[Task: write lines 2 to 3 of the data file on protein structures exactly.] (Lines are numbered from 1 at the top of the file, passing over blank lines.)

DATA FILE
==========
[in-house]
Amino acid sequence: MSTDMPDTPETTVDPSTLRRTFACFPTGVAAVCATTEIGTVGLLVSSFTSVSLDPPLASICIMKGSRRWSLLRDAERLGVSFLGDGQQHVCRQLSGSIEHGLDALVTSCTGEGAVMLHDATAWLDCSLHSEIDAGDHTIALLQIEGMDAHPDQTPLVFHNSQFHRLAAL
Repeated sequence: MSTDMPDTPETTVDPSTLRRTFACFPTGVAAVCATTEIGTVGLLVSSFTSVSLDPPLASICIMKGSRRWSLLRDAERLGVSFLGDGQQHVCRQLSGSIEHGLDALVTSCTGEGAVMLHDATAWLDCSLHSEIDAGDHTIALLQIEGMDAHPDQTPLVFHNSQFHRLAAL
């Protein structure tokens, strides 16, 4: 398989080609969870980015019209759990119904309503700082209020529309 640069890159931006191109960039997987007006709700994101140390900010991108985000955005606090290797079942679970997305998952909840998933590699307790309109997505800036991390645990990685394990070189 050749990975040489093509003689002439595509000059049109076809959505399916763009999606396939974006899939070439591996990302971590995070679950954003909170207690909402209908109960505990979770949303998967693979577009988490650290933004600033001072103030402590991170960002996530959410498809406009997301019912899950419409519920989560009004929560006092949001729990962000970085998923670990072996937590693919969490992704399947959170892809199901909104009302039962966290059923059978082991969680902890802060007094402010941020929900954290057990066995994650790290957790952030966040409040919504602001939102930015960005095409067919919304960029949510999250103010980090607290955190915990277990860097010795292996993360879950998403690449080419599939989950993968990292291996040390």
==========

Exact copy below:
Amino acid sequence: MSTDMPDTPETTVDPSTLRRTFACFPTGVAAVCATTEIGTVGLLVSSFTSVSLDPPLASICIMKGSRRWSLLRDAERLGVSFLGDGQQHVCRQLSGSIEHGLDALVTSCTGEGAVMLHDATAWLDCSLHSEIDAGDHTIALLQIEGMDAHPDQTPLVFHNSQFHRLAAL
Repeated sequence: MSTDMPDTPETTVDPSTLRRTFACFPTGVAAVCATTEIGTVGLLVSSFTSVSLDPPLASICIMKGSRRWSLLRDAERLGVSFLGDGQQHVCRQLSGSIEHGLDALVTSCTGEGAVMLHDATAWLDCSLHSEIDAGDHTIALLQIEGMDAHPDQTPLVFHNSQFHRLAAL